China's Navy just seized a U.S. military drone that was underwater in the South China Sea


#1

Originally published at: http://boingboing.net/2016/12/16/the-china-drone-wars-begin.html


#2

Next time, put an Amazon logo on it for plausible deniability.


#3

Huh. Looks like it is doing my dad’s old job, which was mapping waters in the South Pacific during Vietnam on the USS Tanner.


#4

May be US property, but whose waters was it in? If a Chinese drone showed up in SF bay (or some US naval base), do you think the US would give it back?


#5

let’s not conflate the South China Sea with San Francisco Harbor, thanks


#6

If I were to guess, I would say that it’s International waters, but that China claims those waters as territorial waters.

China has been [trying to secure] (http://www.nytimes.com/interactive/2015/07/30/world/asia/what-china-has-been-building-in-the-south-china-sea.html?_r=0) its claimed territory in the South China Sea for quite a while now.


#7

Don’t worry! Drumpf will solve it in 140 characters!


#8

You would say that, but nobody on the internet in China would read you saying it.

I wonder if this gets to be one of those threads with the classic China trolls? Been a while.


#9

Due to the recent UNCLOS decision, they’ve lost that battle in the international courts. Which means they’ll continue destroying reefs/island ecosystems to build landing strips and weapons systems.

I’m sure donald trump will know exactly how to handle that sort of provocation.


#10

I wanted sharks with lasers and I get drones instead? China can keep the damn thing, give me my sharks!


#11

Exxxcellent. Now all they have to do is bring the sub back to their base, and our SEALs will crawl out of it at night and unlock the doors from the inside. Troy China will be ours!!!


#12

It’s ours and we would like it back… ineffectual whining. China is laughing.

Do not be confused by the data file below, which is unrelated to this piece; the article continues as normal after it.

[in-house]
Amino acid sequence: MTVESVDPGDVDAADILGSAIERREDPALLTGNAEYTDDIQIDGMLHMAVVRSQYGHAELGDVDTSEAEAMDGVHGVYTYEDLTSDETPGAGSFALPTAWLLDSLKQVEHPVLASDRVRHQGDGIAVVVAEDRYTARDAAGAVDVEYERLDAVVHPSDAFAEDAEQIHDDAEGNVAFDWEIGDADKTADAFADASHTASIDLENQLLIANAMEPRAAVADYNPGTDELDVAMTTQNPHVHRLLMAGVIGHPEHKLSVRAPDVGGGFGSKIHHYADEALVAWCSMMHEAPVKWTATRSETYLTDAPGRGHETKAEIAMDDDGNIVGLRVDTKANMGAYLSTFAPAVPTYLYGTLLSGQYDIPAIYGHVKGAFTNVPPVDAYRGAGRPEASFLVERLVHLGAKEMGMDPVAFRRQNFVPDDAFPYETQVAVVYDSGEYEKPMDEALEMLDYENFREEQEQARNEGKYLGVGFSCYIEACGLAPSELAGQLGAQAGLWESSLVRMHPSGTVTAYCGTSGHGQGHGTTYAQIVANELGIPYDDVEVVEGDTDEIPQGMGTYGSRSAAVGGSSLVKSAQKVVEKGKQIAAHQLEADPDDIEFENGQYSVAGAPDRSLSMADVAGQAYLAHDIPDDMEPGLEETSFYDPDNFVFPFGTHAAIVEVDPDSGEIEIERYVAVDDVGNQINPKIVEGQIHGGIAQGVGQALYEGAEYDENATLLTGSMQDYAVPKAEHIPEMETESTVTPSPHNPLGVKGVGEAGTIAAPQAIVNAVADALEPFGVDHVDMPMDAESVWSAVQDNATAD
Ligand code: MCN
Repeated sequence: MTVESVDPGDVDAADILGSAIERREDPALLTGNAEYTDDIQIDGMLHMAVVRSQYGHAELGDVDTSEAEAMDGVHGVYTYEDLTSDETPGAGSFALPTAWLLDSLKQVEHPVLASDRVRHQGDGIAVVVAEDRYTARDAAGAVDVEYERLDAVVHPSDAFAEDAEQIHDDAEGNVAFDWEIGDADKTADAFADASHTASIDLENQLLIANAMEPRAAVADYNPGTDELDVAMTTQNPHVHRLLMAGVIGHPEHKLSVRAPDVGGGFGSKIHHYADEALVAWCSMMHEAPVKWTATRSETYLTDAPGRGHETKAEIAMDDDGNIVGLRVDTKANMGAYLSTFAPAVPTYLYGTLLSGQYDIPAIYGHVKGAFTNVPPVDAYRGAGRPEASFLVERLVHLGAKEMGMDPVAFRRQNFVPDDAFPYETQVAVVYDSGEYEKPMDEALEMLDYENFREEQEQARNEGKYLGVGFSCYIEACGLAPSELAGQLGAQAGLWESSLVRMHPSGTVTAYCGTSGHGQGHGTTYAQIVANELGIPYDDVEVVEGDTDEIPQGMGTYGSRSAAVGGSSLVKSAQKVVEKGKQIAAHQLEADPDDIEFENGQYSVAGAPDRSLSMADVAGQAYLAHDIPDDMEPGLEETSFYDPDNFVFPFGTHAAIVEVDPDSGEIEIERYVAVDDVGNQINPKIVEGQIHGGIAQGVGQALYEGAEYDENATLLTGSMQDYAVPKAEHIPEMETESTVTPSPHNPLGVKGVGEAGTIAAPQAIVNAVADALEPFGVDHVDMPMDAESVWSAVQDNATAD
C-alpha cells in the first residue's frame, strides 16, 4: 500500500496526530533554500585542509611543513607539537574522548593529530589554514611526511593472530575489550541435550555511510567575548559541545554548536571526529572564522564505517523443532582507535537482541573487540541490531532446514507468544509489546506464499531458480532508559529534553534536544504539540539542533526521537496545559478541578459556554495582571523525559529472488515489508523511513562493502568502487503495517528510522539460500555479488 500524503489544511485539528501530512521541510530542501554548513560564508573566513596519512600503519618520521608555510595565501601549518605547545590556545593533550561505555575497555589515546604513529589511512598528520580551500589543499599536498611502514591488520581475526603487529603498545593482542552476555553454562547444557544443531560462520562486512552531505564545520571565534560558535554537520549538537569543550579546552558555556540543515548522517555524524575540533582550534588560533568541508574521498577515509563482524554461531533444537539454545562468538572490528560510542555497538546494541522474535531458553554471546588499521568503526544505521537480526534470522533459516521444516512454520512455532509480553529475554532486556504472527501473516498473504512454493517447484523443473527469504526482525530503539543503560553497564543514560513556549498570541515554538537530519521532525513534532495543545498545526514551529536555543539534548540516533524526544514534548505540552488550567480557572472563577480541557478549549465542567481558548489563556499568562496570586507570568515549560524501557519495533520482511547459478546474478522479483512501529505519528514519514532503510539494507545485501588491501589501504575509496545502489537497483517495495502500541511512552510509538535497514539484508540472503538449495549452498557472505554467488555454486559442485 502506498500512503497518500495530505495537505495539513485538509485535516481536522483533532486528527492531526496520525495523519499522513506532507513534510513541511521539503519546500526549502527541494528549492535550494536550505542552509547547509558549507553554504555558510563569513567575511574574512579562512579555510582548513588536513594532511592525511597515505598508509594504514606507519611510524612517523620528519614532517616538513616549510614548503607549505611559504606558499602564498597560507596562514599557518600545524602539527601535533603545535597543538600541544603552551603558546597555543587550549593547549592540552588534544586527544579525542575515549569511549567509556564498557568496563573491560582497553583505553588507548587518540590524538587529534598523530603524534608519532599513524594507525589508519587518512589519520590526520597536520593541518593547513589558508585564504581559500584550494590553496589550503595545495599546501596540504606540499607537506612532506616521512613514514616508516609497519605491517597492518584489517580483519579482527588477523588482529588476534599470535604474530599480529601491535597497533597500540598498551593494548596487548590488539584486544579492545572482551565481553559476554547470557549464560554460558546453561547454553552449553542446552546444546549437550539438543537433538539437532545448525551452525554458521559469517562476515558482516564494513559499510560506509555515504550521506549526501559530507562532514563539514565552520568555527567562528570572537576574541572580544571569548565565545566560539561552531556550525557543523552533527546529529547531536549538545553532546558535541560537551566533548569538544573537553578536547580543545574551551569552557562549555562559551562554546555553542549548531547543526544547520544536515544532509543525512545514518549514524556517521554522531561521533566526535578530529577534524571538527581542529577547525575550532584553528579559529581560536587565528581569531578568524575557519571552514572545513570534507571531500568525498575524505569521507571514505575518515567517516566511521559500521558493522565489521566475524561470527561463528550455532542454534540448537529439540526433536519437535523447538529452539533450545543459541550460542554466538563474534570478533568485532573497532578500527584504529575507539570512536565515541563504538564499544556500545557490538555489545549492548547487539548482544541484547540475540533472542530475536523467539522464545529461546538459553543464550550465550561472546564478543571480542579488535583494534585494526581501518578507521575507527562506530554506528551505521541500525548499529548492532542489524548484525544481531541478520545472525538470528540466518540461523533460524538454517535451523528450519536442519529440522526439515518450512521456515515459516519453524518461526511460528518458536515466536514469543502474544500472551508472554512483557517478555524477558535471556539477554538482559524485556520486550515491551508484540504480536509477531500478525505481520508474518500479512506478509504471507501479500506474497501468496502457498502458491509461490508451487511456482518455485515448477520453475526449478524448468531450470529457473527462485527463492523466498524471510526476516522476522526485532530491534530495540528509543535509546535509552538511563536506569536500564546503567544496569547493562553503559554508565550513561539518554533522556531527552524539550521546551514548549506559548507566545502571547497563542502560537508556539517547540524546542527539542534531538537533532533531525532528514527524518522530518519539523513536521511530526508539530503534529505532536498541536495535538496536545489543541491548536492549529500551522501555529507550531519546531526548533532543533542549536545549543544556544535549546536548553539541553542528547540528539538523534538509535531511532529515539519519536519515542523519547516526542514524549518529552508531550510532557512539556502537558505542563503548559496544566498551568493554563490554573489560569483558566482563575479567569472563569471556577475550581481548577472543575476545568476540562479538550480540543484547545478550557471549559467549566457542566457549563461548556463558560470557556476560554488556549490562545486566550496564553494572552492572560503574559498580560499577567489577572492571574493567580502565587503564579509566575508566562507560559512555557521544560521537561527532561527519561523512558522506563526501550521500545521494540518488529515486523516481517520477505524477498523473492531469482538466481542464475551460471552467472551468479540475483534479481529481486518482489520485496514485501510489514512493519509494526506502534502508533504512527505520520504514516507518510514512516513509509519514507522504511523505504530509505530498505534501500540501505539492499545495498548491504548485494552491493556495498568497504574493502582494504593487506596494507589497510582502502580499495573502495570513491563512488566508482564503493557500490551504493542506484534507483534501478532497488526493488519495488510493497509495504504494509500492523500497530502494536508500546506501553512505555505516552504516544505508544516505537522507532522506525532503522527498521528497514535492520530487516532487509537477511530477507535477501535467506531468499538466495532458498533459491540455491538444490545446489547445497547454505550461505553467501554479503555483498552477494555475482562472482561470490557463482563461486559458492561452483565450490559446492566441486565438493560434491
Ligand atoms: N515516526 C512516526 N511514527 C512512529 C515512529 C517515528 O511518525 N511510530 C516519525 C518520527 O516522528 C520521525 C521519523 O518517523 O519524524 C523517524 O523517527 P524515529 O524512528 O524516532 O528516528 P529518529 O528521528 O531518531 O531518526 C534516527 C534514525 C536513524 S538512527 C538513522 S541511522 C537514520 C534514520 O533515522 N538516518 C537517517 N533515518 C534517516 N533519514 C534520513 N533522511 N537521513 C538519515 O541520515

#13

I was thinking about how cool it would be if the drone contained something like Stuxnet, and it was deliberately put in the South China Sea for the Chinese Navy to grab it. Unlikely, but still a cool idea in my books.


#14

They’re also flying nuclear bombers along their “nine-dash-line” map (the map that the UNCLOS acknowledged as unlawful in their recent ruling).

For all Obama’s “no drama”, his coolness and detachment does not strike me as entirely appropriate at the moment. While we don’t know what he’s up to (if anything) in retaliation or mitigation for Chinese and RF provocation, it’d be nice to know something positive was being done.


#15

Didn’t that ship used to be named the Glomar Explorer?


#16

C’mon, Trump’s sick Twitter burns are going to have the Chinese quaking in fear once the State Department hooks him up with a WeChat account so that he can ply his skills on the far size of the Great Firewall…


#17

Nope, it’s a whole lot smaller- less than a tenth the displacement.

Incidentally, the Glomar Explorer was scrapped in China last year.


#18

Ah - so it’s not engaged in espionage then.


#19

“Espionage” doesn’t require a label for size–that ship does “routine hydrographic studies” for the U.S. Navy, but it does so in legally traversed waters. Some background reading, written from the US POV (PDF, “Close encounters at sea: The USNS Impeccable Incident” from the Naval War College Review):

https://www.usnwc.edu/getattachment/d11a2362-fa30-4742-8ec4-c8bed2025114/Close-Encounters-at-Sea--The-USNS-Impeccable-Incid.aspx


#20

I wonder how many millions will be spent deciding the fate of this $150,000 drone?

Next time send Obi-Wan with the drone.

Doesn’t really matter. Give 'em a week and the Chinese Navy will build five artificial islands around it.